Please what is the difference between CCU and ICU, or are they the same?
UM Review RN, ASN, RN
Specializes in Utilization Management.
Jan 21, 2009
CCU is Cardiac Care Unit and ICU is Intensive Care Unit. Usually the CCU will have more heart-based interventions, such as titrated drips to achieve hemodynamic stability. The ICU deals with patients needing a more complex level of care, but not necessarily cardiac interventions. I think of ICU as more related to general surgery and ventilation needs, while CCU is more cardiac surgery or cardiac problems that can include ventilator needs, that cannot be safely managed on another unit.
Hope that helped.
Specializes in Critical Care.
The CCU i work in deals with pt's in MODS, with baloon pumps, swanz, chest sumps and even the occasional ventric. drain. So to say that the ICU deals with "more complex pt's" I would have to respectfully disagree. In our facility CCU takes care of mainly heart pt's, and ICU cares for Neuro pt's. It's all up to you if you like the heart or not.
FYI: if you are planning on going to anesthesia school... they rather CCU or heart experience....go figure
Thanks, but I thought CCU meant critical care unit:confused:
Yes, CCU does mean Critical Care unit. Sorry about that. In our hospital, CCU generally means Cardiac Critical Care and ICU means Medical ICU.
Also, I didn't mean that ICU has a more complex level of care than CCU, rather that it's a more complex level of care than the floor units such as Med-Surg or Tele.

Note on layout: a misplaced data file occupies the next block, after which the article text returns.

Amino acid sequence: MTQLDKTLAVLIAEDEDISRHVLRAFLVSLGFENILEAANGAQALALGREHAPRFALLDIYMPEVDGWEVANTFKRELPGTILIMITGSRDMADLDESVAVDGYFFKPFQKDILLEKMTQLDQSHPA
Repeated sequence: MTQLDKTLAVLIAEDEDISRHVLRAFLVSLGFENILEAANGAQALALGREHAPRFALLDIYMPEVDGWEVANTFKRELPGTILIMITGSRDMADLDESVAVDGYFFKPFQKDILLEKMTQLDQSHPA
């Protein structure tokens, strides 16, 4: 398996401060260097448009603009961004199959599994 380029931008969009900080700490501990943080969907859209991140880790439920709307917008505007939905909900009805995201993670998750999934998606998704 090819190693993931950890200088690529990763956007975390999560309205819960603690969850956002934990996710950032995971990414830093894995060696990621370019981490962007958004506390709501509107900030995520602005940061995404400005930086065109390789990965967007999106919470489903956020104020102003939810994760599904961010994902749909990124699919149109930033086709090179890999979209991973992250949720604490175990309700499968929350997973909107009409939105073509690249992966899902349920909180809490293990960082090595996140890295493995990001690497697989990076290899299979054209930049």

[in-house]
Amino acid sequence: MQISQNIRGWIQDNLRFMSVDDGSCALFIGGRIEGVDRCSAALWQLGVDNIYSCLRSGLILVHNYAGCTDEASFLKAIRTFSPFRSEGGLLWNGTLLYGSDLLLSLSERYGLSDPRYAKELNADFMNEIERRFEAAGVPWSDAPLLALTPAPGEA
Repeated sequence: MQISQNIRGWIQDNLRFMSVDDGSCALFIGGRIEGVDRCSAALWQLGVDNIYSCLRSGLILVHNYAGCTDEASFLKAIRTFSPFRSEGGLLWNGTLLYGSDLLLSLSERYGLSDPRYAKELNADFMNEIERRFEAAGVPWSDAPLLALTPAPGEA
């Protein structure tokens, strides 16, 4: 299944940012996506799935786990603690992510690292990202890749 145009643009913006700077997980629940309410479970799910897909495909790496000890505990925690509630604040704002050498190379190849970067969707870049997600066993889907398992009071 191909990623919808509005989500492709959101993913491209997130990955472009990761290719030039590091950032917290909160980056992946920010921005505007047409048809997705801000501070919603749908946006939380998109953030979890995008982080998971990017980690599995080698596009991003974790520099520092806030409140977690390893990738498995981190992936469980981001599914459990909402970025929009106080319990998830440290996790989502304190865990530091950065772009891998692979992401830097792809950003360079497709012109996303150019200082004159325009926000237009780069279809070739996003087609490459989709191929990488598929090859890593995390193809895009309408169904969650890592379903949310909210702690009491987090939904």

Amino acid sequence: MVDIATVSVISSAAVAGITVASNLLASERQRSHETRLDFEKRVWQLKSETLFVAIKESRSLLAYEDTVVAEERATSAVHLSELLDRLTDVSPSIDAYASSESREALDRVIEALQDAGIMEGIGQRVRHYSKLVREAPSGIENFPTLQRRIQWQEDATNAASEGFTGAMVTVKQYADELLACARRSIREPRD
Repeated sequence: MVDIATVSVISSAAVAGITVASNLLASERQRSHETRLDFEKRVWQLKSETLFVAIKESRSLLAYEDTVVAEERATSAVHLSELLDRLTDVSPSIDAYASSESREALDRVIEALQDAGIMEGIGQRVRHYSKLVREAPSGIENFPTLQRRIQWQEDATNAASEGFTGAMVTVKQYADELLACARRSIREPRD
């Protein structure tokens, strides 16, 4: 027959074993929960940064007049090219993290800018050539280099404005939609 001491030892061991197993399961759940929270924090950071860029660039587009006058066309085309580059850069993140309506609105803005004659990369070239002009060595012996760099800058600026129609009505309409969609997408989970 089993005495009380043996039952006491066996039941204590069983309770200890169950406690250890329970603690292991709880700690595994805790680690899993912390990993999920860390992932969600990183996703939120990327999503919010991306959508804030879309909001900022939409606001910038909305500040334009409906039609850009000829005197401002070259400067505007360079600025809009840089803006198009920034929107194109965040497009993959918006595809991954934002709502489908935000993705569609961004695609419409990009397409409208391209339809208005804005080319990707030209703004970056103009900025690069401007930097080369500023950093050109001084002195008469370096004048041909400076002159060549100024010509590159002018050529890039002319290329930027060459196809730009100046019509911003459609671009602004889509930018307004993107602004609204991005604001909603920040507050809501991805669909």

Sorry for the misunderstanding.
It all depends really. some it means Critical Care Unit, Coronary Care Unit and God knows what else. in some hospitals a CCU is just like a step down, but in most that i worked at it is a Critical unit ie.. ICU or what have you.
Specializes in Paediatric Cardic critical care.
Has 6 years experience.
I my hospital we have a general ICU and the a cardiothoracic critical care/intensive care and two coronary care units (also CCU) which can be quite confusing.
In the UK we're more likely to refer to ICU as ITU though. Horses for courses.
Specializes in ICU.
Feb 13, 2009
So I'm a bit confused. What's the difference bwtween CCU- Coronary Care Unit and CVICU- Cardio-Vascular ICU?
Specializes in CCU, ED.
Has 7 years experience.
Feb 16, 2009
In our hospital CVICU is the open heart surgery ICU.
CABG patch kid, BSN, RN
Specializes in Telemetry, CCU.
Feb 17, 2009
So it sounds like it depends on the facility, lol. In our hospital, CCU is for coronary care unit, it is most certainly an ICU (should just be called CICU or CVICU) I think anything with the "C" is some sort of cardiac unit, most likely an ICU.
Like one of the above posters, our hospitals definition is that the CCU gets all the CABG/thoracic surgery pts and anyone else that needs a swan or balloon pump. They try to keep it cardiac but they also get "regular" ICU pts too. The ICU gets all the ICP monitoring/neuro pts and the CCU nurses don't really do the bolts although there are nurses that do it all, and its nice to be crossed trained. We get trauma on both sides and will hopefully be getting more if we get our Level II trauma designation.
Specializes in CT ICU, OR, Orthopedic.
Feb 26, 2009
we have a CTICU (cardiothoracic), an SICU (surgical), a neuro ICU, a MICU (medical), and a IMCU (intermediate or step down) 10 beds in each unit. We all get cross trained, and cross patients. We try to keep it true to the specialty, but that doesn't always happen. The CT ICU gets all hearts, IABPs, and usually PA caths. MICU gets all the CRRT pts. Neuro gets the ventrics. Did I confuse you more?:banghead::banghead::banghead:
RNKel, ASN, RN
Specializes in Cardiac/Tele/CVICU.
Has 3 years experience.
Apr 30, 2009
At our hospital, there is a CCU (Coronary Care Unit), an SICU (and its stepdown unit), a CSD (Coronary Stepdown), and a CVICU (and its stepdown unit). It's confusing to me.
RN Muhammad Tariq
May 1, 2009
hello am tariq from pakistan but in our country j.c.c.i approved hospital aga khan university hospital c.c.u means coronary care unit and i.c.u means intensive care unit.and the brief detail has been provided by respected angie o plasty thanks
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